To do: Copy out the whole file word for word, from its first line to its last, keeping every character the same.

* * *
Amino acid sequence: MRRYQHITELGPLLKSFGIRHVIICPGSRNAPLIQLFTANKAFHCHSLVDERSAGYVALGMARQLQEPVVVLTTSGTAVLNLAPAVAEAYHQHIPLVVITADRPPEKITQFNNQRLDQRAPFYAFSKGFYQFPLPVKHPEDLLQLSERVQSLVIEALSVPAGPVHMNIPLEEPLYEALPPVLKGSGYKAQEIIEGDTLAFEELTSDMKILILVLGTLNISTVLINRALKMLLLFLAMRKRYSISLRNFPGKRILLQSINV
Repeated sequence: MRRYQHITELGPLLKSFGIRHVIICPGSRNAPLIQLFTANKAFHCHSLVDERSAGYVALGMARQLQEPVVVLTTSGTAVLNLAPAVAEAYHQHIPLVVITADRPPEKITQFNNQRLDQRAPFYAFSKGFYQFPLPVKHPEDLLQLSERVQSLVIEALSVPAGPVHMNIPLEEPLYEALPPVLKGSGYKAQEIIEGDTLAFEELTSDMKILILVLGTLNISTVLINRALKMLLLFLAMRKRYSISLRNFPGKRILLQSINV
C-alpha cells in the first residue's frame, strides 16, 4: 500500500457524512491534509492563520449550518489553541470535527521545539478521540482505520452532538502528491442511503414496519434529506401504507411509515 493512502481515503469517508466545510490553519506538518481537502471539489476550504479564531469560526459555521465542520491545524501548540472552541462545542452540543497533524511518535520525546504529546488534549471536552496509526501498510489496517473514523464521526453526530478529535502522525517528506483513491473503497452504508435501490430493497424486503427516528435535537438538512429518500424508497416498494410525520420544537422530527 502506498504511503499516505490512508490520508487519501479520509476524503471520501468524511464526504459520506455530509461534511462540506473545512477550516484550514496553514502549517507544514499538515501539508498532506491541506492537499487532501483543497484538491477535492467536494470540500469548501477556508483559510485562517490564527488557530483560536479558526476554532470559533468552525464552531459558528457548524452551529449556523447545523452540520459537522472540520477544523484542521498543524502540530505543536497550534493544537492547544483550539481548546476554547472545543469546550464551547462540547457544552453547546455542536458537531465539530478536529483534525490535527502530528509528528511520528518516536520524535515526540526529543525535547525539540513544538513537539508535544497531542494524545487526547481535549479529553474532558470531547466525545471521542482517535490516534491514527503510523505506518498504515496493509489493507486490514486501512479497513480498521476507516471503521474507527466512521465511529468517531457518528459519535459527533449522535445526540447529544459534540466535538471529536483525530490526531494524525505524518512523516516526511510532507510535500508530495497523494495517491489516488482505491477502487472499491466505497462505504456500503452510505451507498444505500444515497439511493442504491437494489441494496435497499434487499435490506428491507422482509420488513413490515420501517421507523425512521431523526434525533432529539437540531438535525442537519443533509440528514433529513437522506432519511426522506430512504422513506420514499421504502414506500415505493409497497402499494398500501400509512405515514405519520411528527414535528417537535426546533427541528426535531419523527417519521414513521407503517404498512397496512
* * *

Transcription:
Amino acid sequence: MRRYQHITELGPLLKSFGIRHVIICPGSRNAPLIQLFTANKAFHCHSLVDERSAGYVALGMARQLQEPVVVLTTSGTAVLNLAPAVAEAYHQHIPLVVITADRPPEKITQFNNQRLDQRAPFYAFSKGFYQFPLPVKHPEDLLQLSERVQSLVIEALSVPAGPVHMNIPLEEPLYEALPPVLKGSGYKAQEIIEGDTLAFEELTSDMKILILVLGTLNISTVLINRALKMLLLFLAMRKRYSISLRNFPGKRILLQSINV
Repeated sequence: MRRYQHITELGPLLKSFGIRHVIICPGSRNAPLIQLFTANKAFHCHSLVDERSAGYVALGMARQLQEPVVVLTTSGTAVLNLAPAVAEAYHQHIPLVVITADRPPEKITQFNNQRLDQRAPFYAFSKGFYQFPLPVKHPEDLLQLSERVQSLVIEALSVPAGPVHMNIPLEEPLYEALPPVLKGSGYKAQEIIEGDTLAFEELTSDMKILILVLGTLNISTVLINRALKMLLLFLAMRKRYSISLRNFPGKRILLQSINV
C-alpha cells in the first residue's frame, strides 16, 4: 500500500457524512491534509492563520449550518489553541470535527521545539478521540482505520452532538502528491442511503414496519434529506401504507411509515 493512502481515503469517508466545510490553519506538518481537502471539489476550504479564531469560526459555521465542520491545524501548540472552541462545542452540543497533524511518535520525546504529546488534549471536552496509526501498510489496517473514523464521526453526530478529535502522525517528506483513491473503497452504508435501490430493497424486503427516528435535537438538512429518500424508497416498494410525520420544537422530527 502506498504511503499516505490512508490520508487519501479520509476524503471520501468524511464526504459520506455530509461534511462540506473545512477550516484550514496553514502549517507544514499538515501539508498532506491541506492537499487532501483543497484538491477535492467536494470540500469548501477556508483559510485562517490564527488557530483560536479558526476554532470559533468552525464552531459558528457548524452551529449556523447545523452540520459537522472540520477544523484542521498543524502540530505543536497550534493544537492547544483550539481548546476554547472545543469546550464551547462540547457544552453547546455542536458537531465539530478536529483534525490535527502530528509528528511520528518516536520524535515526540526529543525535547525539540513544538513537539508535544497531542494524545487526547481535549479529553474532558470531547466525545471521542482517535490516534491514527503510523505506518498504515496493509489493507486490514486501512479497513480498521476507516471503521474507527466512521465511529468517531457518528459519535459527533449522535445526540447529544459534540466535538471529536483525530490526531494524525505524518512523516516526511510532507510535500508530495497523494495517491489516488482505491477502487472499491466505497462505504456500503452510505451507498444505500444515497439511493442504491437494489441494496435497499434487499435490506428491507422482509420488513413490515420501517421507523425512521431523526434525533432529539437540531438535525442537519443533509440528514433529513437522506432519511426522506430512504422513506420514499421504502414506500415505493409497497402499494398500501400509512405515514405519520411528527414535528417537535426546533427541528426535531419523527417519521414513521407503517404498512397496512